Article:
Six Hundred Years of Architecture, Monuments, and Sculpture in the new book by the Director of Venetian Heritage.
Toto Bergamo Rossi, Director of Venetian Heritage, curator, restorer, and author of the epic new book, Venice and the Doges, is determined to challenge our perceptions. The lavish tome has a singular mission, to help us understand and appreciate the funerary sculpture which memorializes the 120 doges of Venice and why this often-neglected genre deserves our attention and respect. Weaving the history and cultural significance of each doge’s reign with remarkable photography, Venice and the Doges offers a rare view into how these men lived in relationship to how they were immortalized in stone.
What is the original inspiration for your fascination with the funerary monuments of the Venetian doges? Do you remember the first funerary sculpture you saw and the impression it made?
I was always attracted by sculpture. Ever since ancient times sculpture had been the most widely utilized of the figurative arts for representing the gods, emperors, and, later on, saints, virtues, and notables in perpetuity. Thanks to the materials sculptors chose – marble, wood, bronze, and terracotta – these effigies have often survived to our own day almost intact. And then, in the sixteenth century, painting gained the upper hand and stole the limelight from sculpture.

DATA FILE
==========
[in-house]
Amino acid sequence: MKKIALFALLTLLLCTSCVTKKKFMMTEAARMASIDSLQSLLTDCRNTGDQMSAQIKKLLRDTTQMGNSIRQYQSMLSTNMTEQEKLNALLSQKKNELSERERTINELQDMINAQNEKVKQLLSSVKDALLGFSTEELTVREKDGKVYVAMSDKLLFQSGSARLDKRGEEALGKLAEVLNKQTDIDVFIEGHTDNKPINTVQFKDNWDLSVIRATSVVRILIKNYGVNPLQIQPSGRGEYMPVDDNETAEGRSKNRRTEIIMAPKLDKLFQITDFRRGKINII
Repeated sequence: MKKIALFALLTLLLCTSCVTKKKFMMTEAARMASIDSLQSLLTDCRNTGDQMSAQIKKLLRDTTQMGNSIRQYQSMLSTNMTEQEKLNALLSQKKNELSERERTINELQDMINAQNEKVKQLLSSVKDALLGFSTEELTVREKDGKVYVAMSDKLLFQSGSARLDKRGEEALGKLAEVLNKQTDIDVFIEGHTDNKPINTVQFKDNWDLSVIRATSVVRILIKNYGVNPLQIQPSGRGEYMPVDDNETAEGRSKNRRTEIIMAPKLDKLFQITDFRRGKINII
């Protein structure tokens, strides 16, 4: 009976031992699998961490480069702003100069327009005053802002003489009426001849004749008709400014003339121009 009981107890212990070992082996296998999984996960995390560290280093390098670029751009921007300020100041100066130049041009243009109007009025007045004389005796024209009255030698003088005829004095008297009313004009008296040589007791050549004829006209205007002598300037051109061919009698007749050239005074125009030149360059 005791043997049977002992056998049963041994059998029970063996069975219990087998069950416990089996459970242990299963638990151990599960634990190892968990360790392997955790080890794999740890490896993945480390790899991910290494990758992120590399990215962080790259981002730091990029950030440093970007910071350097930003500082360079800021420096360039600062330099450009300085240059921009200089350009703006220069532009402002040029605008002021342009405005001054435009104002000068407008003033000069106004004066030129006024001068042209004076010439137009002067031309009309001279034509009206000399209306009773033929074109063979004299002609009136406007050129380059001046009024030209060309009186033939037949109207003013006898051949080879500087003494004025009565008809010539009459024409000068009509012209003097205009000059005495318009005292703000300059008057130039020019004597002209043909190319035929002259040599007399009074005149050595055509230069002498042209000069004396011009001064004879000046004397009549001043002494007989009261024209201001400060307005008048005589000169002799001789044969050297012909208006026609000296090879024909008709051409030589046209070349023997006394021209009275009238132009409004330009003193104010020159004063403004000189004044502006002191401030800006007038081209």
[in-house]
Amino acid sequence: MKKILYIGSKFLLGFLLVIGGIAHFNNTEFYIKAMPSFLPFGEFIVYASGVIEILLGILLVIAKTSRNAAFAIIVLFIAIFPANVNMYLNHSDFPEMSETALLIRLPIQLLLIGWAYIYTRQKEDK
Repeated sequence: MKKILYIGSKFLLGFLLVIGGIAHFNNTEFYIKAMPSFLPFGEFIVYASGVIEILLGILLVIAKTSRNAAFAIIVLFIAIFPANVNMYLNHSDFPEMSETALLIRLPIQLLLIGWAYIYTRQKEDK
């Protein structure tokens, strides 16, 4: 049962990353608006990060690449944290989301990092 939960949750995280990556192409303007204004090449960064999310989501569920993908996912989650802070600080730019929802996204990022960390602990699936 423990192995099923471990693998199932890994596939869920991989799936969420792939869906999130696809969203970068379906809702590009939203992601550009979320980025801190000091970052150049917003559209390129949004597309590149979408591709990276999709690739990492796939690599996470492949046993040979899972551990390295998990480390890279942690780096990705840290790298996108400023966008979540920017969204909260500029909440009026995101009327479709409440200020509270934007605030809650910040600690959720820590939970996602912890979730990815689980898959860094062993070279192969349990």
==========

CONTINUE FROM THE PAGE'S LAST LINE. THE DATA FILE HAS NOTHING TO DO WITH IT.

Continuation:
The monuments dedicated to the doges of Venice are the best expression of sculptures from the thirteenth century until the end of the eighteenth century. When I was nineteen, I started to study conservation of stone. After few years I was able to restore some of these very beautiful monuments and appreciate and study them through scaffolding from a very close distance. Early Renaissance has been always my favorite style. The search and the interpretation of antiquity made by Venetian artists at that time is unique. I still remember when with a more grown-up eye I started to appreciate Tullio Lombardo, and the monument dedicated to Doge Andrea Vendramin in the Basilica of Santi Giovanni e Paolo build in 1492/3 ca.[Read the complete article here and click here for the Italian version: I monumenti dei Dogi. Conversando con Toto Bergamo Rossi]